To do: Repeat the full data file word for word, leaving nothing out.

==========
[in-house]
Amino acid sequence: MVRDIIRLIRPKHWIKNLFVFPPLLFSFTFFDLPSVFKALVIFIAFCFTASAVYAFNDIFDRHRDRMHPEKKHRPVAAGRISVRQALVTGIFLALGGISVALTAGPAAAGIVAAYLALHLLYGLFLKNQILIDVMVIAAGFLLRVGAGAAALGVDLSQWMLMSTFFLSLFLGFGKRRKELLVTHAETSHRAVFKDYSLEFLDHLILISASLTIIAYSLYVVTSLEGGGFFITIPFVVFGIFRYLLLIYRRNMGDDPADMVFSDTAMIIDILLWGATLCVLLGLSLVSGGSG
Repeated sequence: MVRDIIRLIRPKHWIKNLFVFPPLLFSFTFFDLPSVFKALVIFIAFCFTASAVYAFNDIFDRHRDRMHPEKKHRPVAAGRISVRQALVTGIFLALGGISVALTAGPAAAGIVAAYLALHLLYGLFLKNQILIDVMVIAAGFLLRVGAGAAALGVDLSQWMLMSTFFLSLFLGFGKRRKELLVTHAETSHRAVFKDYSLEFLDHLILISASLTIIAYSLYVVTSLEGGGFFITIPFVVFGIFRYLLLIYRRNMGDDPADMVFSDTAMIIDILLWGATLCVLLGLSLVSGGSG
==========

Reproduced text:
[in-house]
Amino acid sequence: MVRDIIRLIRPKHWIKNLFVFPPLLFSFTFFDLPSVFKALVIFIAFCFTASAVYAFNDIFDRHRDRMHPEKKHRPVAAGRISVRQALVTGIFLALGGISVALTAGPAAAGIVAAYLALHLLYGLFLKNQILIDVMVIAAGFLLRVGAGAAALGVDLSQWMLMSTFFLSLFLGFGKRRKELLVTHAETSHRAVFKDYSLEFLDHLILISASLTIIAYSLYVVTSLEGGGFFITIPFVVFGIFRYLLLIYRRNMGDDPADMVFSDTAMIIDILLWGATLCVLLGLSLVSGGSG
Repeated sequence: MVRDIIRLIRPKHWIKNLFVFPPLLFSFTFFDLPSVFKALVIFIAFCFTASAVYAFNDIFDRHRDRMHPEKKHRPVAAGRISVRQALVTGIFLALGGISVALTAGPAAAGIVAAYLALHLLYGLFLKNQILIDVMVIAAGFLLRVGAGAAALGVDLSQWMLMSTFFLSLFLGFGKRRKELLVTHAETSHRAVFKDYSLEFLDHLILISASLTIIAYSLYVVTSLEGGGFFITIPFVVFGIFRYLLLIYRRNMGDDPADMVFSDTAMIIDILLWGATLCVLLGLSLVSGGSG